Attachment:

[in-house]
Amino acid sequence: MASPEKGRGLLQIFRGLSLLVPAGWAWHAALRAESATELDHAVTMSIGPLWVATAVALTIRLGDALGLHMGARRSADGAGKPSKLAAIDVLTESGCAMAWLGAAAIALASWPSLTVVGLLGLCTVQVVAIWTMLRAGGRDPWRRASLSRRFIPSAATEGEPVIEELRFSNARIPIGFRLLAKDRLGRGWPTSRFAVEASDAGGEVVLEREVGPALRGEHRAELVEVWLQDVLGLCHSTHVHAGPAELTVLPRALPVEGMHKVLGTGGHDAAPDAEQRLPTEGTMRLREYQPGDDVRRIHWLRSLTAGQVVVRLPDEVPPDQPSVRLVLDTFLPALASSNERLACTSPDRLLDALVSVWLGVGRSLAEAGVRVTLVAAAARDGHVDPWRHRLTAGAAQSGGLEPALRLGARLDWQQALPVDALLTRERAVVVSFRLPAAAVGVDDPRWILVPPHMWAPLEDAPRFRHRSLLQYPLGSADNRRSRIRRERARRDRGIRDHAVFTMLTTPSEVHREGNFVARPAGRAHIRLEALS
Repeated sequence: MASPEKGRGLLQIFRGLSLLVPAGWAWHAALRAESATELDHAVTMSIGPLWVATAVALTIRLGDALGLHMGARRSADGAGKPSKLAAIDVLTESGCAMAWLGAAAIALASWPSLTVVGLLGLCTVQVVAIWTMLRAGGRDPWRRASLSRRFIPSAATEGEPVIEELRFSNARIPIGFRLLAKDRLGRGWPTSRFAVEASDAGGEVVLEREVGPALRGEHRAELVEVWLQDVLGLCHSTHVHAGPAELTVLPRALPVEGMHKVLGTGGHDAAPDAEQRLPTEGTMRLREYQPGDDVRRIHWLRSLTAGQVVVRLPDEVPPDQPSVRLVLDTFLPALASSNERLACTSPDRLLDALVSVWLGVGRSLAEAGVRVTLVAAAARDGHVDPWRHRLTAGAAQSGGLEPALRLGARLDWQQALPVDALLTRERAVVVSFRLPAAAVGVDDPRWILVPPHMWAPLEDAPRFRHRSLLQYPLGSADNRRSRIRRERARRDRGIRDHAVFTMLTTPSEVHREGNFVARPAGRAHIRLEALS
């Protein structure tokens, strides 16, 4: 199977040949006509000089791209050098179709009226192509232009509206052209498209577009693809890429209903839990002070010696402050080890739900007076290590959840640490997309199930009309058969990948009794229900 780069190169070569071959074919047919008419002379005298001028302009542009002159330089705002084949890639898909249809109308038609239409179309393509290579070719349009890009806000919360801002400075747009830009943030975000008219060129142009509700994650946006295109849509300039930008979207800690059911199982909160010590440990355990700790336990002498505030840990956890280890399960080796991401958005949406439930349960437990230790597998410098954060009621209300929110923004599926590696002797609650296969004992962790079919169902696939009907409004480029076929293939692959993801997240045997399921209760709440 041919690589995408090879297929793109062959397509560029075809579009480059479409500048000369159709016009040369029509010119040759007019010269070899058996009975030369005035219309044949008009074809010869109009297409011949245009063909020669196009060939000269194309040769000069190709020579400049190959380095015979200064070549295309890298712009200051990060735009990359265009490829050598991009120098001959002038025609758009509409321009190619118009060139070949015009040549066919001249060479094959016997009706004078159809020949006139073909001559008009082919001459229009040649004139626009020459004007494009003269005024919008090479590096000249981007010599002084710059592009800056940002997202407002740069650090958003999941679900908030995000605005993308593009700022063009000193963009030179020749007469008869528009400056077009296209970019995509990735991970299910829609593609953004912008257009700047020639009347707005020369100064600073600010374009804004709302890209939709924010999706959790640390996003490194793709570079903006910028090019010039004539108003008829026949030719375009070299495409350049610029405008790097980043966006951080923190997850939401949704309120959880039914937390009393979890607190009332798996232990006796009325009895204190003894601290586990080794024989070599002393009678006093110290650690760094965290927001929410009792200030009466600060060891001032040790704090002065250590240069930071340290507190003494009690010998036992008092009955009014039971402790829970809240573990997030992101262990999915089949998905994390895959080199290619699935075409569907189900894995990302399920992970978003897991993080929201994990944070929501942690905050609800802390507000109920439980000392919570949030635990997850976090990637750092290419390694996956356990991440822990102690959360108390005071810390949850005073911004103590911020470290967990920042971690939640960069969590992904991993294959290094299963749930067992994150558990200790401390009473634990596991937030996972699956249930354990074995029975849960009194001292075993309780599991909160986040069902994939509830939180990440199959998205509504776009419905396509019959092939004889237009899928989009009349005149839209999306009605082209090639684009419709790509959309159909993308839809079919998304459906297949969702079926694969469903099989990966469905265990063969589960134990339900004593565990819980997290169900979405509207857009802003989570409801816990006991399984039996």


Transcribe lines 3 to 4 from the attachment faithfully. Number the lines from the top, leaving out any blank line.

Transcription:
Repeated sequence: MASPEKGRGLLQIFRGLSLLVPAGWAWHAALRAESATELDHAVTMSIGPLWVATAVALTIRLGDALGLHMGARRSADGAGKPSKLAAIDVLTESGCAMAWLGAAAIALASWPSLTVVGLLGLCTVQVVAIWTMLRAGGRDPWRRASLSRRFIPSAATEGEPVIEELRFSNARIPIGFRLLAKDRLGRGWPTSRFAVEASDAGGEVVLEREVGPALRGEHRAELVEVWLQDVLGLCHSTHVHAGPAELTVLPRALPVEGMHKVLGTGGHDAAPDAEQRLPTEGTMRLREYQPGDDVRRIHWLRSLTAGQVVVRLPDEVPPDQPSVRLVLDTFLPALASSNERLACTSPDRLLDALVSVWLGVGRSLAEAGVRVTLVAAAARDGHVDPWRHRLTAGAAQSGGLEPALRLGARLDWQQALPVDALLTRERAVVVSFRLPAAAVGVDDPRWILVPPHMWAPLEDAPRFRHRSLLQYPLGSADNRRSRIRRERARRDRGIRDHAVFTMLTTPSEVHREGNFVARPAGRAHIRLEALS
């Protein structure tokens, strides 16, 4: 199977040949006509000089791209050098179709009226192509232009509206052209498209577009693809890429209903839990002070010696402050080890739900007076290590959840640490997309199930009309058969990948009794229900 780069190169070569071959074919047919008419002379005298001028302009542009002159330089705002084949890639898909249809109308038609239409179309393509290579070719349009890009806000919360801002400075747009830009943030975000008219060129142009509700994650946006295109849509300039930008979207800690059911199982909160010590440990355990700790336990002498505030840990956890280890399960080796991401958005949406439930349960437990230790597998410098954060009621209300929110923004599926590696002797609650296969004992962790079919169902696939009907409004480029076929293939692959993801997240045997399921209760709440 041919690589995408090879297929793109062959397509560029075809579009480059479409500048000369159709016009040369029509010119040759007019010269070899058996009975030369005035219309044949008009074809010869109009297409011949245009063909020669196009060939000269194309040769000069190709020579400049190959380095015979200064070549295309890298712009200051990060735009990359265009490829050598991009120098001959002038025609758009509409321009190619118009060139070949015009040549066919001249060479094959016997009706004078159809020949006139073909001559008009082919001459229009040649004139626009020459004007494009003269005024919008090479590096000249981007010599002084710059592009800056940002997202407002740069650090958003999941679900908030995000605005993308593009700022063009000193963009030179020749007469008869528009400056077009296209970019995509990735991970299910829609593609953004912008257009700047020639009347707005020369100064600073600010374009804004709302890209939709924010999706959790640390996003490194793709570079903006910028090019010039004539108003008829026949030719375009070299495409350049610029405008790097980043966006951080923190997850939401949704309120959880039914937390009393979890607190009332798996232990006796009325009895204190003894601290586990080794024989070599002393009678006093110290650690760094965290927001929410009792200030009466600060060891001032040790704090002065250590240069930071340290507190003494009690010998036992008092009955009014039971402790829970809240573990997030992101262990999915089949998905994390895959080199290619699935075409569907189900894995990302399920992970978003897991993080929201994990944070929501942690905050609800802390507000109920439980000392919570949030635990997850976090990637750092290419390694996956356990991440822990102690959360108390005071810390949850005073911004103590911020470290967990920042971690939640960069969590992904991993294959290094299963749930067992994150558990200790401390009473634990596991937030996972699956249930354990074995029975849960009194001292075993309780599991909160986040069902994939509830939180990440199959998205509504776009419905396509019959092939004889237009899928989009009349005149839209999306009605082209090639684009419709790509959309159909993308839809079919998304459906297949969702079926694969469903099989990966469905265990063969589960134990339900004593565990819980997290169900979405509207857009802003989570409801816990006991399984039996």